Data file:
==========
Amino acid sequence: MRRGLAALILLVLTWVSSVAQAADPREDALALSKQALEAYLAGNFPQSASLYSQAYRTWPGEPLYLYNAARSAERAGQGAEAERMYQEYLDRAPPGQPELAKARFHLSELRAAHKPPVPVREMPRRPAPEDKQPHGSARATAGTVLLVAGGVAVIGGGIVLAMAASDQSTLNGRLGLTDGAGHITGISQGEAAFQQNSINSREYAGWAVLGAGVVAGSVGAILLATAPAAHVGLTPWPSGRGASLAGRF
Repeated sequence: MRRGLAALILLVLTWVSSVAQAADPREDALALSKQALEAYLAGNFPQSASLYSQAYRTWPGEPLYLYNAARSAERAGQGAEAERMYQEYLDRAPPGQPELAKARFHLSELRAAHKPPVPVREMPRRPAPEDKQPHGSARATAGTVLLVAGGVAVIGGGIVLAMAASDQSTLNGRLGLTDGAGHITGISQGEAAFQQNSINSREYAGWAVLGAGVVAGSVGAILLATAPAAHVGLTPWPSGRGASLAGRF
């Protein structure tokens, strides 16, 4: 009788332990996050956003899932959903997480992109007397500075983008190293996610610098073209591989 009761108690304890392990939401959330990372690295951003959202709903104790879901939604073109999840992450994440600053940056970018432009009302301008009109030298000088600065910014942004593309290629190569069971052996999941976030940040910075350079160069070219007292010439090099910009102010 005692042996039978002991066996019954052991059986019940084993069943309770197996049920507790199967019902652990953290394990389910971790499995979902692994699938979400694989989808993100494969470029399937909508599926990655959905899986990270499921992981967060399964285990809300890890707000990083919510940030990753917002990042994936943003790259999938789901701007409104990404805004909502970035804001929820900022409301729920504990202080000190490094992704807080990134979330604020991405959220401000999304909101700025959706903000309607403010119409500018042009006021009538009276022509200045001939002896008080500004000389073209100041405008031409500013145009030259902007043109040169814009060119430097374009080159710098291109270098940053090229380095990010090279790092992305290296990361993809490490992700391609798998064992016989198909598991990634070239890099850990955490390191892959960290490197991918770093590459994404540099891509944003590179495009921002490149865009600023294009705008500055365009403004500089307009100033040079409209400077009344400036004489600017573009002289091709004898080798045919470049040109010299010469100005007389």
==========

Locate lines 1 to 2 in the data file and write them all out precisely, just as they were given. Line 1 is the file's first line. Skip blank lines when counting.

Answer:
Amino acid sequence: MRRGLAALILLVLTWVSSVAQAADPREDALALSKQALEAYLAGNFPQSASLYSQAYRTWPGEPLYLYNAARSAERAGQGAEAERMYQEYLDRAPPGQPELAKARFHLSELRAAHKPPVPVREMPRRPAPEDKQPHGSARATAGTVLLVAGGVAVIGGGIVLAMAASDQSTLNGRLGLTDGAGHITGISQGEAAFQQNSINSREYAGWAVLGAGVVAGSVGAILLATAPAAHVGLTPWPSGRGASLAGRF
Repeated sequence: MRRGLAALILLVLTWVSSVAQAADPREDALALSKQALEAYLAGNFPQSASLYSQAYRTWPGEPLYLYNAARSAERAGQGAEAERMYQEYLDRAPPGQPELAKARFHLSELRAAHKPPVPVREMPRRPAPEDKQPHGSARATAGTVLLVAGGVAVIGGGIVLAMAASDQSTLNGRLGLTDGAGHITGISQGEAAFQQNSINSREYAGWAVLGAGVVAGSVGAILLATAPAAHVGLTPWPSGRGASLAGRF